The evolution of ethnic inequalities in employment

women at work

The University of Manchester has launched a report about ethnic inequalities in England and Wales, based on one of its most relevant measures: employment. It studies Census data from 1991 and 2011, dividing seven ethnic groups and taking from them the cases of men and women from 25 to 49 years old.

The studio states that England and Wales have a history of employment inequality between the white majority and ethnic minority groups, and that in this 20 years the Department of Work and Pensions has put in place policies to address these inequalities. The evolution is very interesting to explore also in some aspects like how the labour market participation and unenployment have changed in every group, specially in the participation of women.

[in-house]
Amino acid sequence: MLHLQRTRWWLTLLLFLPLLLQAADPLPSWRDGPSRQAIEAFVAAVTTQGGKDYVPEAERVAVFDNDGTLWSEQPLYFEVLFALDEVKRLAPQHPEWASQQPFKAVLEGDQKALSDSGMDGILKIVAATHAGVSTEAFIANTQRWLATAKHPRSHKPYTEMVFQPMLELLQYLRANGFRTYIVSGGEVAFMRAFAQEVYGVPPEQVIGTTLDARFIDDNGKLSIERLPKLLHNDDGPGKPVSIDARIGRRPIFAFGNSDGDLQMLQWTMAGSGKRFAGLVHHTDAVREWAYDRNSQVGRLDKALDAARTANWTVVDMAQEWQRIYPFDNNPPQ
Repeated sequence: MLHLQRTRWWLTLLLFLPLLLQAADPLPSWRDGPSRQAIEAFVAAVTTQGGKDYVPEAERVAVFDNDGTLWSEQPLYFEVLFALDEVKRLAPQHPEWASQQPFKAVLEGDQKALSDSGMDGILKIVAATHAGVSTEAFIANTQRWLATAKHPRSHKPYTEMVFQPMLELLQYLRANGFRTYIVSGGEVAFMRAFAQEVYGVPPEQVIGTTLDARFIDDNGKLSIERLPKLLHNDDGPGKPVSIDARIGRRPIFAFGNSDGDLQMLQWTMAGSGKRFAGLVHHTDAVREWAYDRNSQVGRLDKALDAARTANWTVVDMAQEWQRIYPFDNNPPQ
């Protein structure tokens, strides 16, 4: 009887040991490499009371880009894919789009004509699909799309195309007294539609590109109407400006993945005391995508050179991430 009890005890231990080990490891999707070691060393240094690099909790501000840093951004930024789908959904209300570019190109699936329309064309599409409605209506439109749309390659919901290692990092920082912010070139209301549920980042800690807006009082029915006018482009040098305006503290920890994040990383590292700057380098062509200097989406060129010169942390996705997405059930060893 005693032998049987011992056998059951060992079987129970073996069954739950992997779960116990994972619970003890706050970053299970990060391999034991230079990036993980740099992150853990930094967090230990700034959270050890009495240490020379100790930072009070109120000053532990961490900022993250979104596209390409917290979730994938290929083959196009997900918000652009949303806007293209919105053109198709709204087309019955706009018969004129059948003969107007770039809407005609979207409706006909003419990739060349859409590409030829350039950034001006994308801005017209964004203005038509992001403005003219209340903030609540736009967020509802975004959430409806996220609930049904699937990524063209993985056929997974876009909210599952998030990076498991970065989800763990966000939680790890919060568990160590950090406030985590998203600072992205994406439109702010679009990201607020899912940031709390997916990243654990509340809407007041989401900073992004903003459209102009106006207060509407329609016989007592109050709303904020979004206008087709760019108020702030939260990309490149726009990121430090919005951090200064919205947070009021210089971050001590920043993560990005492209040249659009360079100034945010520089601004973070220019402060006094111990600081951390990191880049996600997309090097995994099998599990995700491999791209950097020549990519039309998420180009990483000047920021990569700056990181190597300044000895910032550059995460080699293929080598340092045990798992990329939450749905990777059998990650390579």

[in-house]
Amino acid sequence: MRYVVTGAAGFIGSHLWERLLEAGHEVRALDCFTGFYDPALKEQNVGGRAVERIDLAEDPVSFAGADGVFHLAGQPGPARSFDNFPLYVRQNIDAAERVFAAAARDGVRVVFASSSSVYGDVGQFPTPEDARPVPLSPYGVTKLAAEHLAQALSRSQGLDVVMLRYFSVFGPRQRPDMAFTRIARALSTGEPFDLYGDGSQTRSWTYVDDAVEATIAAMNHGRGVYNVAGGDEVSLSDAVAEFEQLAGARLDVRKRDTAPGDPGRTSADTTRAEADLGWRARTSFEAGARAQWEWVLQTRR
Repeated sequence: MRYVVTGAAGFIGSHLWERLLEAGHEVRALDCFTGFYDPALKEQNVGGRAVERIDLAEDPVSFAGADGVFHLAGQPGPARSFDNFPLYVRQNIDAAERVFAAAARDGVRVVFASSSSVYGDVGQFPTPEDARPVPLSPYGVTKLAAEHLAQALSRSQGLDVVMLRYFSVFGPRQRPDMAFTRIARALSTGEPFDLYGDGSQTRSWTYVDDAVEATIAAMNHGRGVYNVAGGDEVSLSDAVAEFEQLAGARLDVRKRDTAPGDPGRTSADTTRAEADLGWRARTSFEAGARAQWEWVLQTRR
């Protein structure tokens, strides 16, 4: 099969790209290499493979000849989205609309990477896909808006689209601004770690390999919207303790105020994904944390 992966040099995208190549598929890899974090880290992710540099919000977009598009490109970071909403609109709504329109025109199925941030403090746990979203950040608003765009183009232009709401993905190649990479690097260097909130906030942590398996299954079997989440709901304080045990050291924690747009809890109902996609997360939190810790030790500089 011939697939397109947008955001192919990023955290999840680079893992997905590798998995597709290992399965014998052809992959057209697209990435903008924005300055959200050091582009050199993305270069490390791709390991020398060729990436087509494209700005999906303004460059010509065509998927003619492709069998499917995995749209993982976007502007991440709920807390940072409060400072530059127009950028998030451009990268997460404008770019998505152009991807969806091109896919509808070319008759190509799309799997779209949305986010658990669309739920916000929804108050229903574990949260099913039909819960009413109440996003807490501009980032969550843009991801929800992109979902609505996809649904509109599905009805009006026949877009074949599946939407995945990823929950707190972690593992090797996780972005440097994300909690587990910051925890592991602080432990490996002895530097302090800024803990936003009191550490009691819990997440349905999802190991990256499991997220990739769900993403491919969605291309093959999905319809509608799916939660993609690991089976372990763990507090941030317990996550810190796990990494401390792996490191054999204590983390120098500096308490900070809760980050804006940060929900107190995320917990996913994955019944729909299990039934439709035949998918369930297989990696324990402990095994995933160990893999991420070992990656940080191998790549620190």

[Read the studio briefing here]

An inclusive labour market is one of the concerns of the Club de Madrid. It will be an important matter in our next Annual Conference, that will take place in Brisbane, Australia, between the 7th and 9th of next December. The Conference, titled “Societies that Work. Jobs for Inclusion. A call to the G20“, will try to find coordinated answers to address the world´s unemployment: focusing on stimulating aggregate demand, in particular through public investment while private investment is weak; addressing increasing labor market mismatch problems through training and re-skilling schemes and programmes; and taking action on youth joblessness.

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